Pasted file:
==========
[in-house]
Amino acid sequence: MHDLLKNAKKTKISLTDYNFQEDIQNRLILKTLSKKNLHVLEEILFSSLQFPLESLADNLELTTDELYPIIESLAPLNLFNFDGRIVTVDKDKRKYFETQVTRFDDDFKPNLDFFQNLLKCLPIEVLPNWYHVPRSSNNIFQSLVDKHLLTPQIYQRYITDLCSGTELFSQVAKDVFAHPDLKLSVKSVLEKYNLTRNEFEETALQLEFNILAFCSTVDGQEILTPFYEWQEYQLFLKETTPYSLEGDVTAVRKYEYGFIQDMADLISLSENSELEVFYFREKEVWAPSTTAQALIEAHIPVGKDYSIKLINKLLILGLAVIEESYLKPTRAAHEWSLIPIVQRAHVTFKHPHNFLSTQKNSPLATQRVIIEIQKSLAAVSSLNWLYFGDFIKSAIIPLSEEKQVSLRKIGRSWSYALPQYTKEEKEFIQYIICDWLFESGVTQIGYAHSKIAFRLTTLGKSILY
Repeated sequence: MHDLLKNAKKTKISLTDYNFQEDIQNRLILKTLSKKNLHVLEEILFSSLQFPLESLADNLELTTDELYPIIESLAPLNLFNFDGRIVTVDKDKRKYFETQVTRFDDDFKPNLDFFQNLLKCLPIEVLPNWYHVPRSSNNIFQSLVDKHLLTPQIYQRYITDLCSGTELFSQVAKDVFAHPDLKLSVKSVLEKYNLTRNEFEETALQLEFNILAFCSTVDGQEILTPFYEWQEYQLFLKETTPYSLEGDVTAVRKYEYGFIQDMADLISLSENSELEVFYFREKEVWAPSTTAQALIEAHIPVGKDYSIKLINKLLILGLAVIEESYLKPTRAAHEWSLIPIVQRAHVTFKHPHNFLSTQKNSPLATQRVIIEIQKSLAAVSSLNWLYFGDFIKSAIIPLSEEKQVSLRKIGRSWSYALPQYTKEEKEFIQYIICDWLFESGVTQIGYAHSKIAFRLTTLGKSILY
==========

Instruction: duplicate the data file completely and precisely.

[in-house]
Amino acid sequence: MHDLLKNAKKTKISLTDYNFQEDIQNRLILKTLSKKNLHVLEEILFSSLQFPLESLADNLELTTDELYPIIESLAPLNLFNFDGRIVTVDKDKRKYFETQVTRFDDDFKPNLDFFQNLLKCLPIEVLPNWYHVPRSSNNIFQSLVDKHLLTPQIYQRYITDLCSGTELFSQVAKDVFAHPDLKLSVKSVLEKYNLTRNEFEETALQLEFNILAFCSTVDGQEILTPFYEWQEYQLFLKETTPYSLEGDVTAVRKYEYGFIQDMADLISLSENSELEVFYFREKEVWAPSTTAQALIEAHIPVGKDYSIKLINKLLILGLAVIEESYLKPTRAAHEWSLIPIVQRAHVTFKHPHNFLSTQKNSPLATQRVIIEIQKSLAAVSSLNWLYFGDFIKSAIIPLSEEKQVSLRKIGRSWSYALPQYTKEEKEFIQYIICDWLFESGVTQIGYAHSKIAFRLTTLGKSILY
Repeated sequence: MHDLLKNAKKTKISLTDYNFQEDIQNRLILKTLSKKNLHVLEEILFSSLQFPLESLADNLELTTDELYPIIESLAPLNLFNFDGRIVTVDKDKRKYFETQVTRFDDDFKPNLDFFQNLLKCLPIEVLPNWYHVPRSSNNIFQSLVDKHLLTPQIYQRYITDLCSGTELFSQVAKDVFAHPDLKLSVKSVLEKYNLTRNEFEETALQLEFNILAFCSTVDGQEILTPFYEWQEYQLFLKETTPYSLEGDVTAVRKYEYGFIQDMADLISLSENSELEVFYFREKEVWAPSTTAQALIEAHIPVGKDYSIKLINKLLILGLAVIEESYLKPTRAAHEWSLIPIVQRAHVTFKHPHNFLSTQKNSPLATQRVIIEIQKSLAAVSSLNWLYFGDFIKSAIIPLSEEKQVSLRKIGRSWSYALPQYTKEEKEFIQYIICDWLFESGVTQIGYAHSKIAFRLTTLGKSILY